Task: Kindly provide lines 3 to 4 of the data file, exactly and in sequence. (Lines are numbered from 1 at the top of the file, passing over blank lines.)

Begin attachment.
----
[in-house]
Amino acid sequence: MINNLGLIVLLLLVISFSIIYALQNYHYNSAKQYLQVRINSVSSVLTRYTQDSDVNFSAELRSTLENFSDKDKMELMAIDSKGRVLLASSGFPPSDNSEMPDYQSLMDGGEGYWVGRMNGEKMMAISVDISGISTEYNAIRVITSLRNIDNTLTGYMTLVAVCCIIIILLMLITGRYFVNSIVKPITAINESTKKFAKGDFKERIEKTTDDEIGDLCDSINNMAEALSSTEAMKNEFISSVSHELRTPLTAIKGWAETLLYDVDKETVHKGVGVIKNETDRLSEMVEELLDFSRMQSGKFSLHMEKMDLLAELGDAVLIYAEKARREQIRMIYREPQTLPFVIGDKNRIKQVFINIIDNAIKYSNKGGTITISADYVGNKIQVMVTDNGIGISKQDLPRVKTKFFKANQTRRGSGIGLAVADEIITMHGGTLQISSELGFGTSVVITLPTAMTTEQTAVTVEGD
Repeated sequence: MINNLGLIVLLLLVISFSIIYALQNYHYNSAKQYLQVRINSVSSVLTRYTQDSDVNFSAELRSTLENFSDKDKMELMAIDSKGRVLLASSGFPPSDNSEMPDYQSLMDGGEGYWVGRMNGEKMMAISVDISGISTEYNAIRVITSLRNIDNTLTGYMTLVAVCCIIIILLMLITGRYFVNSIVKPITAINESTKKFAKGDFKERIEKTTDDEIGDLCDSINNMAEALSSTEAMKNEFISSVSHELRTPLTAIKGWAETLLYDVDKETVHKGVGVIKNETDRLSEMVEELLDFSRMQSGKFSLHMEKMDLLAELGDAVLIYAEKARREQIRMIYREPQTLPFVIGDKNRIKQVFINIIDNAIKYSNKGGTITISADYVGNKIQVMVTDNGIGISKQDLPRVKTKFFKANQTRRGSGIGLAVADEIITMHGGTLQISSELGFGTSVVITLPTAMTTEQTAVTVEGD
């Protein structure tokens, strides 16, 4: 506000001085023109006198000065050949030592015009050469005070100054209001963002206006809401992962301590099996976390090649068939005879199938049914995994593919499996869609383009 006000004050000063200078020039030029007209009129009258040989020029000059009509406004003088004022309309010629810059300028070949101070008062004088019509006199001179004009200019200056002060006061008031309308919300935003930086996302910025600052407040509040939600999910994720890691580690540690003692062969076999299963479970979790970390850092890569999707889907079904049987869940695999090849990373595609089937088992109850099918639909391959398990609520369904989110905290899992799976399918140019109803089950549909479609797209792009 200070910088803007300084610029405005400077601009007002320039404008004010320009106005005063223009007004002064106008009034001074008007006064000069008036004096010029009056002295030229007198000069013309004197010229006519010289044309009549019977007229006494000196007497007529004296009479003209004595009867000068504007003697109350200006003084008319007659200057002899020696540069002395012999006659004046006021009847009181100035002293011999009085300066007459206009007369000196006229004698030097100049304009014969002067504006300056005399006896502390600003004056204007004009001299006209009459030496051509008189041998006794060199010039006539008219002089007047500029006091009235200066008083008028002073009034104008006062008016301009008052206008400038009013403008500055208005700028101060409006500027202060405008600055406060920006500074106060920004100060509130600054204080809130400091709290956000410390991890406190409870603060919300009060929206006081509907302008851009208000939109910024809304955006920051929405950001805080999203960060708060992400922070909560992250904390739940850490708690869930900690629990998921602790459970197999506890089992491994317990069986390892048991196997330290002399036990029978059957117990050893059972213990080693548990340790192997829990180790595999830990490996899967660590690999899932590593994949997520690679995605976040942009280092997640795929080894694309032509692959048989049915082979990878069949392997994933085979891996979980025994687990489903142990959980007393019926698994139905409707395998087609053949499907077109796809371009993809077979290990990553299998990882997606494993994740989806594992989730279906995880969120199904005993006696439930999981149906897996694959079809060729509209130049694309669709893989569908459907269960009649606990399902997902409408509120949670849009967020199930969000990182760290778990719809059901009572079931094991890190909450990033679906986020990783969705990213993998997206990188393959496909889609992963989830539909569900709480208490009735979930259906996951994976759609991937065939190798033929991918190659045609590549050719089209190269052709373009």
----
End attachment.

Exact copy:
Repeated sequence: MINNLGLIVLLLLVISFSIIYALQNYHYNSAKQYLQVRINSVSSVLTRYTQDSDVNFSAELRSTLENFSDKDKMELMAIDSKGRVLLASSGFPPSDNSEMPDYQSLMDGGEGYWVGRMNGEKMMAISVDISGISTEYNAIRVITSLRNIDNTLTGYMTLVAVCCIIIILLMLITGRYFVNSIVKPITAINESTKKFAKGDFKERIEKTTDDEIGDLCDSINNMAEALSSTEAMKNEFISSVSHELRTPLTAIKGWAETLLYDVDKETVHKGVGVIKNETDRLSEMVEELLDFSRMQSGKFSLHMEKMDLLAELGDAVLIYAEKARREQIRMIYREPQTLPFVIGDKNRIKQVFINIIDNAIKYSNKGGTITISADYVGNKIQVMVTDNGIGISKQDLPRVKTKFFKANQTRRGSGIGLAVADEIITMHGGTLQISSELGFGTSVVITLPTAMTTEQTAVTVEGD
């Protein structure tokens, strides 16, 4: 506000001085023109006198000065050949030592015009050469005070100054209001963002206006809401992962301590099996976390090649068939005879199938049914995994593919499996869609383009 006000004050000063200078020039030029007209009129009258040989020029000059009509406004003088004022309309010629810059300028070949101070008062004088019509006199001179004009200019200056002060006061008031309308919300935003930086996302910025600052407040509040939600999910994720890691580690540690003692062969076999299963479970979790970390850092890569999707889907079904049987869940695999090849990373595609089937088992109850099918639909391959398990609520369904989110905290899992799976399918140019109803089950549909479609797209792009 200070910088803007300084610029405005400077601009007002320039404008004010320009106005005063223009007004002064106008009034001074008007006064000069008036004096010029009056002295030229007198000069013309004197010229006519010289044309009549019977007229006494000196007497007529004296009479003209004595009867000068504007003697109350200006003084008319007659200057002899020696540069002395012999006659004046006021009847009181100035002293011999009085300066007459206009007369000196006229004698030097100049304009014969002067504006300056005399006896502390600003004056204007004009001299006209009459030496051509008189041998006794060199010039006539008219002089007047500029006091009235200066008083008028002073009034104008006062008016301009008052206008400038009013403008500055208005700028101060409006500027202060405008600055406060920006500074106060920004100060509130600054204080809130400091709290956000410390991890406190409870603060919300009060929206006081509907302008851009208000939109910024809304955006920051929405950001805080999203960060708060992400922070909560992250904390739940850490708690869930900690629990998921602790459970197999506890089992491994317990069986390892048991196997330290002399036990029978059957117990050893059972213990080693548990340790192997829990180790595999830990490996899967660590690999899932590593994949997520690679995605976040942009280092997640795929080894694309032509692959048989049915082979990878069949392997994933085979891996979980025994687990489903142990959980007393019926698994139905409707395998087609053949499907077109796809371009993809077979290990990553299998990882997606494993994740989806594992989730279906995880969120199904005993006696439930999981149906897996694959079809060729509209130049694309669709893989569908459907269960009649606990399902997902409408509120949670849009967020199930969000990182760290778990719809059901009572079931094991890190909450990033679906986020990783969705990213993998997206990188393959496909889609992963989830539909569900709480208490009735979930259906996951994976759609991937065939190798033929991918190659045609590549050719089209190269052709373009």